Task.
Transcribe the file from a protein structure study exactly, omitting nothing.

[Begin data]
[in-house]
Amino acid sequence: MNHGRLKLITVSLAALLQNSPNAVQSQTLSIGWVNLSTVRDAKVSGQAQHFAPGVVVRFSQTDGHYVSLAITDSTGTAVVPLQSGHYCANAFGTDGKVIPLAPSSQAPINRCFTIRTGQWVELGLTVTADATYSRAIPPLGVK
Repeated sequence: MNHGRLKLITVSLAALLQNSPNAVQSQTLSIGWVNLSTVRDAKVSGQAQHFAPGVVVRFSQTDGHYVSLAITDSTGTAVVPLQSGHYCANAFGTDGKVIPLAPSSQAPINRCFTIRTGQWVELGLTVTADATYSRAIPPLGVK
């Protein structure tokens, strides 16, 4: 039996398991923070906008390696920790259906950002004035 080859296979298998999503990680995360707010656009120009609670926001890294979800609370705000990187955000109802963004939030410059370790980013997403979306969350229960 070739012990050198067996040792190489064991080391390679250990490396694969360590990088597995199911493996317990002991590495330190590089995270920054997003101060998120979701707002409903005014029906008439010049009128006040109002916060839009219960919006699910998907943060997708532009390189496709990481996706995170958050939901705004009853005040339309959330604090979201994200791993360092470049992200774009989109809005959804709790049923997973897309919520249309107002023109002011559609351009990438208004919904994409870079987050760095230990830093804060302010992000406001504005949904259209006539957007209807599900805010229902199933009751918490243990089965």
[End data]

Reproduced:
[in-house]
Amino acid sequence: MNHGRLKLITVSLAALLQNSPNAVQSQTLSIGWVNLSTVRDAKVSGQAQHFAPGVVVRFSQTDGHYVSLAITDSTGTAVVPLQSGHYCANAFGTDGKVIPLAPSSQAPINRCFTIRTGQWVELGLTVTADATYSRAIPPLGVK
Repeated sequence: MNHGRLKLITVSLAALLQNSPNAVQSQTLSIGWVNLSTVRDAKVSGQAQHFAPGVVVRFSQTDGHYVSLAITDSTGTAVVPLQSGHYCANAFGTDGKVIPLAPSSQAPINRCFTIRTGQWVELGLTVTADATYSRAIPPLGVK
């Protein structure tokens, strides 16, 4: 039996398991923070906008390696920790259906950002004035 080859296979298998999503990680995360707010656009120009609670926001890294979800609370705000990187955000109802963004939030410059370790980013997403979306969350229960 070739012990050198067996040792190489064991080391390679250990490396694969360590990088597995199911493996317990002991590495330190590089995270920054997003101060998120979701707002409903005014029906008439010049009128006040109002916060839009219960919006699910998907943060997708532009390189496709990481996706995170958050939901705004009853005040339309959330604090979201994200791993360092470049992200774009989109809005959804709790049923997973897309919520249309107002023109002011559609351009990438208004919904994409870079987050760095230990830093804060302010992000406001504005949904259209006539957007209807599900805010229902199933009751918490243990089965």